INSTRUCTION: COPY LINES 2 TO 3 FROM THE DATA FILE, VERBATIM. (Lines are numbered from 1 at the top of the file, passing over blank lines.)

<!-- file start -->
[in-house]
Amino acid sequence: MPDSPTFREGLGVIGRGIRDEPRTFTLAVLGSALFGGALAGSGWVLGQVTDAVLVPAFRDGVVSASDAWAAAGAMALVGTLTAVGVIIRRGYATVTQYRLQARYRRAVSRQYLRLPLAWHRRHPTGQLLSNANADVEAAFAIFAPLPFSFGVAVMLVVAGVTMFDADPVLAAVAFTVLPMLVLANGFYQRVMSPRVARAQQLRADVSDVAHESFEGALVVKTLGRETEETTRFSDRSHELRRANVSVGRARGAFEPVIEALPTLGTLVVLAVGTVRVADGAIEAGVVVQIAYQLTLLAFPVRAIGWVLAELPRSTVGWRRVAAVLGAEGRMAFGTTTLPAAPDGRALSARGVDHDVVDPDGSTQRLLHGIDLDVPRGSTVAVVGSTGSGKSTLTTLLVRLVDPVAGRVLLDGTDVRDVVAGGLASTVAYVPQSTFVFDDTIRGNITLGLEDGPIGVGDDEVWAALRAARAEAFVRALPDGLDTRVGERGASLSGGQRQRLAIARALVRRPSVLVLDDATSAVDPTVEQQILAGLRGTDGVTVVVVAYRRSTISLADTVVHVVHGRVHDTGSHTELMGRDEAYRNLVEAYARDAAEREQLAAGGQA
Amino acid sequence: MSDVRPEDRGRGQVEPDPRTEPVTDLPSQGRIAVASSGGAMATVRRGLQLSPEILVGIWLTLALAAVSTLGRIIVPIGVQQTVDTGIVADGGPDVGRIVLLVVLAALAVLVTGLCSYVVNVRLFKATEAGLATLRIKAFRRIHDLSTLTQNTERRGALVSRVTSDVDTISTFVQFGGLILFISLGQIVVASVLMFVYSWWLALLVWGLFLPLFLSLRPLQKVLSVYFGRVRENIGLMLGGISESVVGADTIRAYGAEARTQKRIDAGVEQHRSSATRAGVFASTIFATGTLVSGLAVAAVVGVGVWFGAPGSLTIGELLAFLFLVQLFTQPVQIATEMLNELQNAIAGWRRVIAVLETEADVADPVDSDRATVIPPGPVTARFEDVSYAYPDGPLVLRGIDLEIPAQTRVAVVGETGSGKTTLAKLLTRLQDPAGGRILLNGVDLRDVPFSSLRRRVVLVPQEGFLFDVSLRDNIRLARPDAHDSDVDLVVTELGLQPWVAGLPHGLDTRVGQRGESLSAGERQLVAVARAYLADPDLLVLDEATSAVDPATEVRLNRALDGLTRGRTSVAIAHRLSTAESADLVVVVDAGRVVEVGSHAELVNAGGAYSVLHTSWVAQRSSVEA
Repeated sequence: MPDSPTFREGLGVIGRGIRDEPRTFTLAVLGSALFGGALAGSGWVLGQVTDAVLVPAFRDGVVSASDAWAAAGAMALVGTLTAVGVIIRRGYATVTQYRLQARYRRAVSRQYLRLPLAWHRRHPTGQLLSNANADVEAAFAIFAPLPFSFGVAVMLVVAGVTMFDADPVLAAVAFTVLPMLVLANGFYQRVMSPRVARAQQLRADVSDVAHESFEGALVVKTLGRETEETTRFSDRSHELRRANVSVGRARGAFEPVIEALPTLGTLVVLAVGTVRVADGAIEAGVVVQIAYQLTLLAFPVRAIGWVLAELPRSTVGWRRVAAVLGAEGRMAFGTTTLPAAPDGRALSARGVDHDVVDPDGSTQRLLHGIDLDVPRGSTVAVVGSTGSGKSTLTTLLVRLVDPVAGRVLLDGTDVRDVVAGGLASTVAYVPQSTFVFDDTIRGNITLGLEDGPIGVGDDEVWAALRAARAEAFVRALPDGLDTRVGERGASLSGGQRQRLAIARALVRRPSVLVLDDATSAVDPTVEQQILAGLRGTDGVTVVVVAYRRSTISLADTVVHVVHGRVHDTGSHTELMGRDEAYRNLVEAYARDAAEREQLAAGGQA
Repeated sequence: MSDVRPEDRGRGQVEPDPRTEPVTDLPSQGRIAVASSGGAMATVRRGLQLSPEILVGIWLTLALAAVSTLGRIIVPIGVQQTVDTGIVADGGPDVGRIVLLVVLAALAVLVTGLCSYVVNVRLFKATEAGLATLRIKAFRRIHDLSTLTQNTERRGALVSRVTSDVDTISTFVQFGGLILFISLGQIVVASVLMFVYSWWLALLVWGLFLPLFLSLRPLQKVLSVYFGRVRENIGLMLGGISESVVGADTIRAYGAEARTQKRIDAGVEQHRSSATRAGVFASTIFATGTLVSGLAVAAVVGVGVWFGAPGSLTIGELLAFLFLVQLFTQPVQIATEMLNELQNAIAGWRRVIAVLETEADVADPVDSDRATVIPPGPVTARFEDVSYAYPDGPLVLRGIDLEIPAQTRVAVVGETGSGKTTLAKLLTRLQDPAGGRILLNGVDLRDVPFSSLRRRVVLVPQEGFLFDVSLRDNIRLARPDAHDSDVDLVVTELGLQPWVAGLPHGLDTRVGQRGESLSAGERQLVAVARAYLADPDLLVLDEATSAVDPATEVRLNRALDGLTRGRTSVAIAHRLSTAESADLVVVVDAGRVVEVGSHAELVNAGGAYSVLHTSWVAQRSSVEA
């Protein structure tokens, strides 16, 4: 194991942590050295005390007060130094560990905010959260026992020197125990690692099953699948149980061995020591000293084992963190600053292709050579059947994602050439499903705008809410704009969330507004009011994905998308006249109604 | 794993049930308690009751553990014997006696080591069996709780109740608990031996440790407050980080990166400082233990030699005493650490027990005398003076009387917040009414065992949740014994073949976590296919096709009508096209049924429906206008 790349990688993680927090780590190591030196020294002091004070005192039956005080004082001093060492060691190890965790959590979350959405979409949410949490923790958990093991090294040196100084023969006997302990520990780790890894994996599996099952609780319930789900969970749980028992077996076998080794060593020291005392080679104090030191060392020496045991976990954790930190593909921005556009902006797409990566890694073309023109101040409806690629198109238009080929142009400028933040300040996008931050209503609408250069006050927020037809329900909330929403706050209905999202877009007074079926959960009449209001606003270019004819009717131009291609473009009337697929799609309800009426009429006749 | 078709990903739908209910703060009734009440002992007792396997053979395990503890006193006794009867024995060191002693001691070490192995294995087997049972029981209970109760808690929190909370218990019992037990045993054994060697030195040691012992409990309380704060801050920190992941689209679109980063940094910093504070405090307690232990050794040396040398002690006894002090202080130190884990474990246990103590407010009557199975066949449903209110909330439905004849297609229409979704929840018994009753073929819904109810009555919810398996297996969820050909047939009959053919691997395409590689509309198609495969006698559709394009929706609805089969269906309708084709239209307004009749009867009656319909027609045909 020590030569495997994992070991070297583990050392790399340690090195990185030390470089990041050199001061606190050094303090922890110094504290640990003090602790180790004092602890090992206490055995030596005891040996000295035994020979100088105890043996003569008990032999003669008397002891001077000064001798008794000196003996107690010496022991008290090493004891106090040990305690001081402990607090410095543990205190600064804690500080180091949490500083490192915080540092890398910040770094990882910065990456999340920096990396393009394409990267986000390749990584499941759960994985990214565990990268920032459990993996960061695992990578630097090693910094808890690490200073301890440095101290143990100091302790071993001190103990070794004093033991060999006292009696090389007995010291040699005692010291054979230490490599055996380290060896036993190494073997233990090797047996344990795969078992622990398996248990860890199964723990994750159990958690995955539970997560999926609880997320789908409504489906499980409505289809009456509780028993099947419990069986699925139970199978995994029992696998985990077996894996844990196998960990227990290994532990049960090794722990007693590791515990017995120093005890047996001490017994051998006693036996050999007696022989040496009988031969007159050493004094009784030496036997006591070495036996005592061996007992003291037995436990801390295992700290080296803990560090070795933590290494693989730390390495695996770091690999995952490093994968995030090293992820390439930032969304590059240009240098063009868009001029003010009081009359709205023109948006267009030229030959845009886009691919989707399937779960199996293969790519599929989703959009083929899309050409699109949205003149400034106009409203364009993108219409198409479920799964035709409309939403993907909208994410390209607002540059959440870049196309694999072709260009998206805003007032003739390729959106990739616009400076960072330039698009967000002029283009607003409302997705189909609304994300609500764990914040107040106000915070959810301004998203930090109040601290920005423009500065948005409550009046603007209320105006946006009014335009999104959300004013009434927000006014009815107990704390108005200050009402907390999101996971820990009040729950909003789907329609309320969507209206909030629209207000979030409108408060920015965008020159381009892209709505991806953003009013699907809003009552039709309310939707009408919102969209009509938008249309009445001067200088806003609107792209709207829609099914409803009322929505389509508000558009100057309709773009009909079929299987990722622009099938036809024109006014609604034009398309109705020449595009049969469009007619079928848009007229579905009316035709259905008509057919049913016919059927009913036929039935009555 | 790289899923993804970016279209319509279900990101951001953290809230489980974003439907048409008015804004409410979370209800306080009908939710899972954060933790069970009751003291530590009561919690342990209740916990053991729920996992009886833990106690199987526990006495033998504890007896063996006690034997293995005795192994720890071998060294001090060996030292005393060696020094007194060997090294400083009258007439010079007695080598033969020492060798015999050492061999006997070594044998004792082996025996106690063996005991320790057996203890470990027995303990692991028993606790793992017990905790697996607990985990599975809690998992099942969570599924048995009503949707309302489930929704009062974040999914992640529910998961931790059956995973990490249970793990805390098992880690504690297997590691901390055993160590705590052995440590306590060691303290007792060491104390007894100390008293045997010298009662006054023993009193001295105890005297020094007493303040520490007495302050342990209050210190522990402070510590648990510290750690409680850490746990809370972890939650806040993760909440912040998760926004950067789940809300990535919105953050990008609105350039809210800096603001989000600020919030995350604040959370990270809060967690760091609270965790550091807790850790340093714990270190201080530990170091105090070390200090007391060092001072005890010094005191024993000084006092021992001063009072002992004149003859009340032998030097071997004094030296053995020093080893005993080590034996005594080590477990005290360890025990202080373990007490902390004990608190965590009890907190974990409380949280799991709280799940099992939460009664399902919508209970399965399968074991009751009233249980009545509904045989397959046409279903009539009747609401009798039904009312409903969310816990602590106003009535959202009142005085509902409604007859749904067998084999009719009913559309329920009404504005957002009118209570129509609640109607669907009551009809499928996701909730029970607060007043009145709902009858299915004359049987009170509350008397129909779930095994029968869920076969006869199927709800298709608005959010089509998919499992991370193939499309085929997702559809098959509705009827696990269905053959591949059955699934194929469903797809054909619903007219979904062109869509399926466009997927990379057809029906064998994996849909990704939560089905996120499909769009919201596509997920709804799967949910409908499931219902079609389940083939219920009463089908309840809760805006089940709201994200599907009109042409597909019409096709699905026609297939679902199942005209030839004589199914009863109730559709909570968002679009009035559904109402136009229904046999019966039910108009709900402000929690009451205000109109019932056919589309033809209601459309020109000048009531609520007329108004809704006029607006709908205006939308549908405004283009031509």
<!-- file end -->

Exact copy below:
Amino acid sequence: MPDSPTFREGLGVIGRGIRDEPRTFTLAVLGSALFGGALAGSGWVLGQVTDAVLVPAFRDGVVSASDAWAAAGAMALVGTLTAVGVIIRRGYATVTQYRLQARYRRAVSRQYLRLPLAWHRRHPTGQLLSNANADVEAAFAIFAPLPFSFGVAVMLVVAGVTMFDADPVLAAVAFTVLPMLVLANGFYQRVMSPRVARAQQLRADVSDVAHESFEGALVVKTLGRETEETTRFSDRSHELRRANVSVGRARGAFEPVIEALPTLGTLVVLAVGTVRVADGAIEAGVVVQIAYQLTLLAFPVRAIGWVLAELPRSTVGWRRVAAVLGAEGRMAFGTTTLPAAPDGRALSARGVDHDVVDPDGSTQRLLHGIDLDVPRGSTVAVVGSTGSGKSTLTTLLVRLVDPVAGRVLLDGTDVRDVVAGGLASTVAYVPQSTFVFDDTIRGNITLGLEDGPIGVGDDEVWAALRAARAEAFVRALPDGLDTRVGERGASLSGGQRQRLAIARALVRRPSVLVLDDATSAVDPTVEQQILAGLRGTDGVTVVVVAYRRSTISLADTVVHVVHGRVHDTGSHTELMGRDEAYRNLVEAYARDAAEREQLAAGGQA
Amino acid sequence: MSDVRPEDRGRGQVEPDPRTEPVTDLPSQGRIAVASSGGAMATVRRGLQLSPEILVGIWLTLALAAVSTLGRIIVPIGVQQTVDTGIVADGGPDVGRIVLLVVLAALAVLVTGLCSYVVNVRLFKATEAGLATLRIKAFRRIHDLSTLTQNTERRGALVSRVTSDVDTISTFVQFGGLILFISLGQIVVASVLMFVYSWWLALLVWGLFLPLFLSLRPLQKVLSVYFGRVRENIGLMLGGISESVVGADTIRAYGAEARTQKRIDAGVEQHRSSATRAGVFASTIFATGTLVSGLAVAAVVGVGVWFGAPGSLTIGELLAFLFLVQLFTQPVQIATEMLNELQNAIAGWRRVIAVLETEADVADPVDSDRATVIPPGPVTARFEDVSYAYPDGPLVLRGIDLEIPAQTRVAVVGETGSGKTTLAKLLTRLQDPAGGRILLNGVDLRDVPFSSLRRRVVLVPQEGFLFDVSLRDNIRLARPDAHDSDVDLVVTELGLQPWVAGLPHGLDTRVGQRGESLSAGERQLVAVARAYLADPDLLVLDEATSAVDPATEVRLNRALDGLTRGRTSVAIAHRLSTAESADLVVVVDAGRVVEVGSHAELVNAGGAYSVLHTSWVAQRSSVEA